The term alternative therapy, in general, is used to describe any medical treatment or intervention that has not been scientifically documented or identified as safe or effective for a specific condition.
Many foods have been touted as helpful for people with multiple sclerosis (MS). Do they work?
"There are strong reasons to think that diet could affect MS symptoms and even help treat it," says neurologist Ellen Mowry, MD, of Johns Hopkins University.
But although a healthy diet is always a good idea, there is no proof that any diet or food, on its own, treats MS.
If you want to try changing your diet to see if it helps your MS, do your homework. Make sure you've got good information from a reliable...
Complementary therapies are alternative therapies used in addition to traditional treatments. For example, you may have weekly massages to complement your drug treatment.
What Alternative Therapies Are Recommended for Multiple Sclerosis?
Positive Attitude. Having a positive outlook cannot cure multiple sclerosis, but it can reduce your stress and help you feel better.
Exercise. Exercises, such as tai chi and yoga can lower stress, help you to be more relaxed, and increase energy, balance, and flexibility. As with any exercise program, check with your doctor before getting started.
Diet. It is important for people with MS to follow a healthy, well-balanced diet. Ask your doctor what diet is right for you.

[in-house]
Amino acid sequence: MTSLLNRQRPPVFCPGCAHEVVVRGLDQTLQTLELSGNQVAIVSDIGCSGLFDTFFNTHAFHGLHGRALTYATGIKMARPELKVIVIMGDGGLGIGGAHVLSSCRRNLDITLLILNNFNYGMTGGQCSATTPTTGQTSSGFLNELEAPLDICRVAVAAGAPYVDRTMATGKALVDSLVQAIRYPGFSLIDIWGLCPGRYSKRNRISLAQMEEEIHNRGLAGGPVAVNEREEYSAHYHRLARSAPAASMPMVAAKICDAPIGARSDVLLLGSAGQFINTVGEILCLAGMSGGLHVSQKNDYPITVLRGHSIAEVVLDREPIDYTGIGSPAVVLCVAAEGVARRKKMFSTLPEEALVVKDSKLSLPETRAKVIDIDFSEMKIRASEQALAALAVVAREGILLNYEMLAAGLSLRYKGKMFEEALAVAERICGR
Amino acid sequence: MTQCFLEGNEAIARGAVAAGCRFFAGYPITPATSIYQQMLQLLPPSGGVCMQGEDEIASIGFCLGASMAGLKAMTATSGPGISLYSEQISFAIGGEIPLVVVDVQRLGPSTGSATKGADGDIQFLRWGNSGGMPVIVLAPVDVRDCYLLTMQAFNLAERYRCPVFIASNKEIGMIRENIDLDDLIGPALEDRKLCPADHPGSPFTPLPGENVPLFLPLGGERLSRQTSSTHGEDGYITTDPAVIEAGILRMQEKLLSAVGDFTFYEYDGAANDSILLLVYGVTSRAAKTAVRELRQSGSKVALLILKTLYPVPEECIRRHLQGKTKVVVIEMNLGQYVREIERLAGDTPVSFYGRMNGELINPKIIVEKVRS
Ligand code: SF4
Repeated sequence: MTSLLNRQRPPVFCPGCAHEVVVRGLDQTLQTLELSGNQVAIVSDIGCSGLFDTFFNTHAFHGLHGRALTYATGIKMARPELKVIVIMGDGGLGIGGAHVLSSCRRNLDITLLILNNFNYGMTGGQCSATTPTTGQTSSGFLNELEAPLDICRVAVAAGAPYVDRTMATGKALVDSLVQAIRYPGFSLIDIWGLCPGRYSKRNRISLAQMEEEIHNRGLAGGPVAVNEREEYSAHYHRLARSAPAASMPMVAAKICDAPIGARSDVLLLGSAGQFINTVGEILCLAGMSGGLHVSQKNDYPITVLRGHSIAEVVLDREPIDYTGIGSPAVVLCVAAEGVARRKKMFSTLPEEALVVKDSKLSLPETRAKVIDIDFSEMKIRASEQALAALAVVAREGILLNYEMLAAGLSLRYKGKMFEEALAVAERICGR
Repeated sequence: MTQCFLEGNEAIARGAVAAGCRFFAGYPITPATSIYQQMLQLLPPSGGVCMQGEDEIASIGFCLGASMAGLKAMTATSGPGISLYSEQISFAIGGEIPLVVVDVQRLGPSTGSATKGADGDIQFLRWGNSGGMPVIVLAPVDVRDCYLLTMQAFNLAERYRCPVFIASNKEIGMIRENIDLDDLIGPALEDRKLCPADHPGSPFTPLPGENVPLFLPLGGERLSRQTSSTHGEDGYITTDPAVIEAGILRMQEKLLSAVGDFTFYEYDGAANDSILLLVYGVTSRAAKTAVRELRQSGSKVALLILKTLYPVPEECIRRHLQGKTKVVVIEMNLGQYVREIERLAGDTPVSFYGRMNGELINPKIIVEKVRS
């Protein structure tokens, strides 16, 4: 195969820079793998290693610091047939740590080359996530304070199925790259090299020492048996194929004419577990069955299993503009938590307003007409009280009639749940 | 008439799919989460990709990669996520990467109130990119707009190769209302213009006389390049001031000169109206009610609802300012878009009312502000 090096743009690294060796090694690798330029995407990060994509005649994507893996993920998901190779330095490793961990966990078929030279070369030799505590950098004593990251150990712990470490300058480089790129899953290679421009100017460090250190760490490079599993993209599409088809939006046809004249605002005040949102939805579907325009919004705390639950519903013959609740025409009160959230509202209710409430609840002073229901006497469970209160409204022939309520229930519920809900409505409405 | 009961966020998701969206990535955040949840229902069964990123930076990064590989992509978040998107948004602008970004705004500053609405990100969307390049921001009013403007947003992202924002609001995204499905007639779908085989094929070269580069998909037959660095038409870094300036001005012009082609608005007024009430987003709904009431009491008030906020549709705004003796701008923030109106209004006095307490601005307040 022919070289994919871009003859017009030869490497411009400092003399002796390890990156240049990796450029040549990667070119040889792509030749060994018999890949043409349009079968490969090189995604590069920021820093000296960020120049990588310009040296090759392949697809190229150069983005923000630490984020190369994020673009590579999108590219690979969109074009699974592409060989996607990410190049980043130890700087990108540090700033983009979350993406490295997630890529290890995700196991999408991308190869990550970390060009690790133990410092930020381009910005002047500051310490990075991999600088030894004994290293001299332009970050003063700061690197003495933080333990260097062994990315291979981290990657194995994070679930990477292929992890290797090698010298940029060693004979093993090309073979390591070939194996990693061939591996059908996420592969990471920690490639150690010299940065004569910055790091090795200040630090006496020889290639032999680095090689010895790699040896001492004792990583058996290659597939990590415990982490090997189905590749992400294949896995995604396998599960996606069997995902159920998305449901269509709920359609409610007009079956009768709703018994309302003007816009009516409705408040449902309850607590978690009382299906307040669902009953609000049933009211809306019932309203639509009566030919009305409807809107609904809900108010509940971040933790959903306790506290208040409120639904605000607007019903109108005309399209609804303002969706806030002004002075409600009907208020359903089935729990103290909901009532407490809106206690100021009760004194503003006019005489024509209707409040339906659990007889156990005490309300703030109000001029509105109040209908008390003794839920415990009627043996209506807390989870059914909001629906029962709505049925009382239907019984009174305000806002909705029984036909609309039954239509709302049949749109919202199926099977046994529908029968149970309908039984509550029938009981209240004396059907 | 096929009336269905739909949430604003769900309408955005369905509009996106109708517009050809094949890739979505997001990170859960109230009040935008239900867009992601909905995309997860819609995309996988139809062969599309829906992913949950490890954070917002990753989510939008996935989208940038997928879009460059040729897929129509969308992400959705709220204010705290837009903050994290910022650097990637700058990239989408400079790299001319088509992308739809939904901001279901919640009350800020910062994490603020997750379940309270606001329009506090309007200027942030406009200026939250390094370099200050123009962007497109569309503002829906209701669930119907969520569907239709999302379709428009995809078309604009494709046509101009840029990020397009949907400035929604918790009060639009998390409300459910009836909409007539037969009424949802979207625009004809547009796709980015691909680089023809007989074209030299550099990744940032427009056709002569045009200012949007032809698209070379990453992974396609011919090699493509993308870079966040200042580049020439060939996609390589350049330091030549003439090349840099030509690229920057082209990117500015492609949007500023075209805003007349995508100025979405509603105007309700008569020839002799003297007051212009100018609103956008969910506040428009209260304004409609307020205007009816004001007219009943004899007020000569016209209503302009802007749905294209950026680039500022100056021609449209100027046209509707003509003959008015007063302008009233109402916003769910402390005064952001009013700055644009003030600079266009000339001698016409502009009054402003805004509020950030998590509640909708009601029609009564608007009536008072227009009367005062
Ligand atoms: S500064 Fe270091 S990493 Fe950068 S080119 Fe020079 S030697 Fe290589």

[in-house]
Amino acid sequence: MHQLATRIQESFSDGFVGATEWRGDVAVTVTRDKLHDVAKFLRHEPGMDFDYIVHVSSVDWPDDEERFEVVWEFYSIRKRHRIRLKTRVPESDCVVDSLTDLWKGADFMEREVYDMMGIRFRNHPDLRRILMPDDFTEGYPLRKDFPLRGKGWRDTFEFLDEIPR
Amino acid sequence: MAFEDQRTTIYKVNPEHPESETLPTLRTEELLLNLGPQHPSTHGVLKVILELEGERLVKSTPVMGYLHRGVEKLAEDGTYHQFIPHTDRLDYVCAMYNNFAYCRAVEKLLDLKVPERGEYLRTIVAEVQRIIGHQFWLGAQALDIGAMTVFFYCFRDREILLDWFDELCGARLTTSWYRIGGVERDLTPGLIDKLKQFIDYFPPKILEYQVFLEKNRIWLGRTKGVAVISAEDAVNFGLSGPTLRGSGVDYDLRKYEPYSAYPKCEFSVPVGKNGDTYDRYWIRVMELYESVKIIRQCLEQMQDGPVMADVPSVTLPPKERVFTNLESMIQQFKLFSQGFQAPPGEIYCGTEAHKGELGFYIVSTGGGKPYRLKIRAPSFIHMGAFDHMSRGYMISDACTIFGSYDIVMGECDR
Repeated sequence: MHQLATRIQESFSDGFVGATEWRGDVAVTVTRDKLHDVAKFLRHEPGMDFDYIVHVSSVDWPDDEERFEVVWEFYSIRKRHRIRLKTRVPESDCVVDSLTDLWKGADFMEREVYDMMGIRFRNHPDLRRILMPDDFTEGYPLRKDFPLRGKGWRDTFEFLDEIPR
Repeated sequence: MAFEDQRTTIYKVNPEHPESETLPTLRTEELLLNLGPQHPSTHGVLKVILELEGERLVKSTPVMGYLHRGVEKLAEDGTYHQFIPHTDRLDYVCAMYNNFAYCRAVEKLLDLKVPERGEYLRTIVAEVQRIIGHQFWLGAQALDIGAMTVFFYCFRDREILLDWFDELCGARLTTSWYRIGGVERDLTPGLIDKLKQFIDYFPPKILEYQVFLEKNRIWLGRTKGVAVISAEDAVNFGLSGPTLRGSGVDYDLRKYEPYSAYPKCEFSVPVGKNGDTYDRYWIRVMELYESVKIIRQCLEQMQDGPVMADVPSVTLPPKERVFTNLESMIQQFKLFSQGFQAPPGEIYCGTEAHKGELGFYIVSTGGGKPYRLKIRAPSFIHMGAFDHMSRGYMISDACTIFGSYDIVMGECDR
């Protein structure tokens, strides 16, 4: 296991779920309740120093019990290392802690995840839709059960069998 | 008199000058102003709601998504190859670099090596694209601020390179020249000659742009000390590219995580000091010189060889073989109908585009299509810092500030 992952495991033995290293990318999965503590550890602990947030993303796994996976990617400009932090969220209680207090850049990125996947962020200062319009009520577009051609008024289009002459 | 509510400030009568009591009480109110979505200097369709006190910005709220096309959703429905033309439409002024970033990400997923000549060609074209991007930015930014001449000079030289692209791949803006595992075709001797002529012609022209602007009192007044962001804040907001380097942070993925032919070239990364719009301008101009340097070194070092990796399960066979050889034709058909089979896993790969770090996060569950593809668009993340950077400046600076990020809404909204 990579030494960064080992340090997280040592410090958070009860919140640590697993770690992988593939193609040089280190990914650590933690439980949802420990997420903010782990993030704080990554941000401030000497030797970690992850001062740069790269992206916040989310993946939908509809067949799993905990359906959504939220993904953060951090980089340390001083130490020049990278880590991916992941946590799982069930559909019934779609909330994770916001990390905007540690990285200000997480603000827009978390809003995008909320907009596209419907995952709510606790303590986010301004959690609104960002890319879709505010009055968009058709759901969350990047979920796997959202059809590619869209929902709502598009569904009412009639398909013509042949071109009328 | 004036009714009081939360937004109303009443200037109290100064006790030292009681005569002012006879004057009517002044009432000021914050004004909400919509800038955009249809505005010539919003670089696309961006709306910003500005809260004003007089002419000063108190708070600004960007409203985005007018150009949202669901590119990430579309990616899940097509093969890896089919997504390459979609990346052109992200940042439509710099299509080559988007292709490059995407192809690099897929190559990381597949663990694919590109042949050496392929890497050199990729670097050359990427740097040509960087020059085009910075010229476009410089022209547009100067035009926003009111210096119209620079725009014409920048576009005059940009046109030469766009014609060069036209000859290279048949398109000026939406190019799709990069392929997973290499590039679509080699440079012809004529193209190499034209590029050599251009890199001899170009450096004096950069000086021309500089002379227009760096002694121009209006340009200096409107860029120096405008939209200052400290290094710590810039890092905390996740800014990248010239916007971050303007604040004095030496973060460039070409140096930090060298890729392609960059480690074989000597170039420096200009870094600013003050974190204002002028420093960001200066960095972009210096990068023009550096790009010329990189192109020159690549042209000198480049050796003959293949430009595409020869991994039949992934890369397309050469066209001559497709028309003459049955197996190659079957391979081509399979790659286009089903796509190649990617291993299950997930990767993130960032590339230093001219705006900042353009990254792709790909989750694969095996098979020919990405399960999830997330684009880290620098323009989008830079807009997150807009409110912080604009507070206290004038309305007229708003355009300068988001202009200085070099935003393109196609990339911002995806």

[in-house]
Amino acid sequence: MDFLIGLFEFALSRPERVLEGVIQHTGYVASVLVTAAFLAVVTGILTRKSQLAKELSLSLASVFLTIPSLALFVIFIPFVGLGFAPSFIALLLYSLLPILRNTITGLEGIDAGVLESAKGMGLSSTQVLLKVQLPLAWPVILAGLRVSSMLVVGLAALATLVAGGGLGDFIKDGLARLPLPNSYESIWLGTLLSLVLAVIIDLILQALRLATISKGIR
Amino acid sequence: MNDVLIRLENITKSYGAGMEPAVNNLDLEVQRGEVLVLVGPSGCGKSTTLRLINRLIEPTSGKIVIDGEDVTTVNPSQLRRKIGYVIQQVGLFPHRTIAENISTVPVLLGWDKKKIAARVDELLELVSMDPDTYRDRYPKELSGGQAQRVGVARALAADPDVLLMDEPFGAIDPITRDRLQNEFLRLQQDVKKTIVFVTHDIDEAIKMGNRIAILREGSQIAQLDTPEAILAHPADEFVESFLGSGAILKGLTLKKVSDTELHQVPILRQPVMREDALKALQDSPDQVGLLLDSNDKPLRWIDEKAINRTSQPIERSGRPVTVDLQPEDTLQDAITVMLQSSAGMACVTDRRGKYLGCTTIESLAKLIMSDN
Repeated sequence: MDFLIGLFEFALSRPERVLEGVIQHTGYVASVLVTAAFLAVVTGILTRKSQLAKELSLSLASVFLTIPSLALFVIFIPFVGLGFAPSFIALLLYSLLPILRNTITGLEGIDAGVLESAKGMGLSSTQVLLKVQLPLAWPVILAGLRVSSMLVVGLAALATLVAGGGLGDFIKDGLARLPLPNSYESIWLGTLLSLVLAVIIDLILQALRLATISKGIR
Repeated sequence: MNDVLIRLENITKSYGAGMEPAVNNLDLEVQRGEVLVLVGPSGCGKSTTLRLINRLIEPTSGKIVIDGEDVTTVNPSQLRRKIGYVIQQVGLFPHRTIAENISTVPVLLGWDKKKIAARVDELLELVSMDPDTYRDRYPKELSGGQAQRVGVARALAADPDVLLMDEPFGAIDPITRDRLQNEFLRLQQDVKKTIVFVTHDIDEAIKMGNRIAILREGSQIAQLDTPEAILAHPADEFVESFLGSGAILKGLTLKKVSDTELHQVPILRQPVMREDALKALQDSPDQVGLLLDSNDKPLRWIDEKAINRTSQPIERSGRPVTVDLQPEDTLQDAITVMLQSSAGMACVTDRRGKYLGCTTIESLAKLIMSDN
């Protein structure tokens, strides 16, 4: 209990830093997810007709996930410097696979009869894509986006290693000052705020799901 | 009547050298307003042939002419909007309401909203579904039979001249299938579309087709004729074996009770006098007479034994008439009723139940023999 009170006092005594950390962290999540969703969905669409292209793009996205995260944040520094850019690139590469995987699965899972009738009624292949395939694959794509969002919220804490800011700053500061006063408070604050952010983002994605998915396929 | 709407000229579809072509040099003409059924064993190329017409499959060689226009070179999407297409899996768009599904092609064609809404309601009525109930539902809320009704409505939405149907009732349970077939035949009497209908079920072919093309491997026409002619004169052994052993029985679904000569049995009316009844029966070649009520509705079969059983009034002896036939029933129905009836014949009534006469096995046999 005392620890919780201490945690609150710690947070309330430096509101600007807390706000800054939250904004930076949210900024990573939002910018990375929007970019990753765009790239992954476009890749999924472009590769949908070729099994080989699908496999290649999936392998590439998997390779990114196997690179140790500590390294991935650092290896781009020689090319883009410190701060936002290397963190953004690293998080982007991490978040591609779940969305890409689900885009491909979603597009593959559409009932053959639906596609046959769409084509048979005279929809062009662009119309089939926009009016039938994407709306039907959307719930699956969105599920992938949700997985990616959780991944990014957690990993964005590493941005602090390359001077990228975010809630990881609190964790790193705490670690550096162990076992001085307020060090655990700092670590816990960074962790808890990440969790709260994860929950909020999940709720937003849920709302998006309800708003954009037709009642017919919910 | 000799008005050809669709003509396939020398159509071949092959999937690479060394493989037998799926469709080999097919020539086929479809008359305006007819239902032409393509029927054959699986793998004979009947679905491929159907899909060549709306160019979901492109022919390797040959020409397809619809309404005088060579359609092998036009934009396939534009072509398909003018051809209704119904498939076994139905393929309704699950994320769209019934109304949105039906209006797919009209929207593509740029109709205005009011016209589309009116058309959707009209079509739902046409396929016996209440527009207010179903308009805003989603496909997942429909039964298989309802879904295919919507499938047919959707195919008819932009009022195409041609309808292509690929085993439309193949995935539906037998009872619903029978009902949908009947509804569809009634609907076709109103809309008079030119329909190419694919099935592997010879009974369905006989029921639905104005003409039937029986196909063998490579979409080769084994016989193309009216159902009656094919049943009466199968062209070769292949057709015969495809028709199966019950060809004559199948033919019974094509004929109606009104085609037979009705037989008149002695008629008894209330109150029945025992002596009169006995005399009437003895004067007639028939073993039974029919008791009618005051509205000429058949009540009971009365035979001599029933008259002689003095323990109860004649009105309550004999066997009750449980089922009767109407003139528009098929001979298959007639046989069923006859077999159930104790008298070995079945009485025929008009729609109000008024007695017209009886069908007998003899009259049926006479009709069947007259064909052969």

What Are Some Other Alternative/Complementary Options for Multiple Sclerosis?
Massage. Many people with multiple sclerosis receive regular massage therapy to help relax and reduce stress and depression, which can exacerbate the disease. There is no evidence that massage changes the course of the disease. It is usually safe for people with MS to receive a massage, but if you have bone-thinning osteoporosis (usually as a result of your treatments) massage may be dangerous. Talk to your doctor first.
Acupuncture. Some people with MS report that acupuncture provides some relief of symptoms such as pain, muscle spasms, or bladder control problems. There have been no scientific studies to confirm this or to document that acupuncture is safe for people with MS. Also, keep in mind that there are always risks when a procedure involves puncturing the body with needles as is done with acupuncture. The main risk is infection. Unless sterile techniques are used, acupuncture could transmit hepatitis or HIV.
Evening primrose oil (linoleic acid). Linoleic acid is also found in sunflower seeds and safflower oil. There is some evidence that taking an oral supplement of linoleic acid may slightly improve MS symptoms.
Diet. It is important for people with MS to maintain a healthy, well-balanced diet to keep them as healthy as possible. Discuss any dietary concerns you may have with your doctor.
Marijuana. The use of marijuana to treat any illness remains highly controversial. Some people with MS claim that smoking marijuana helps relieve spasticity and other MS-related symptoms. However, there is little evidence to date that marijuana really works. Research is ongoing to answer this important question. Until more is known, doctors do not recommend the use of marijuana to treat MS as the drug is associated with serious long-term side effects such as heart attack or memory loss.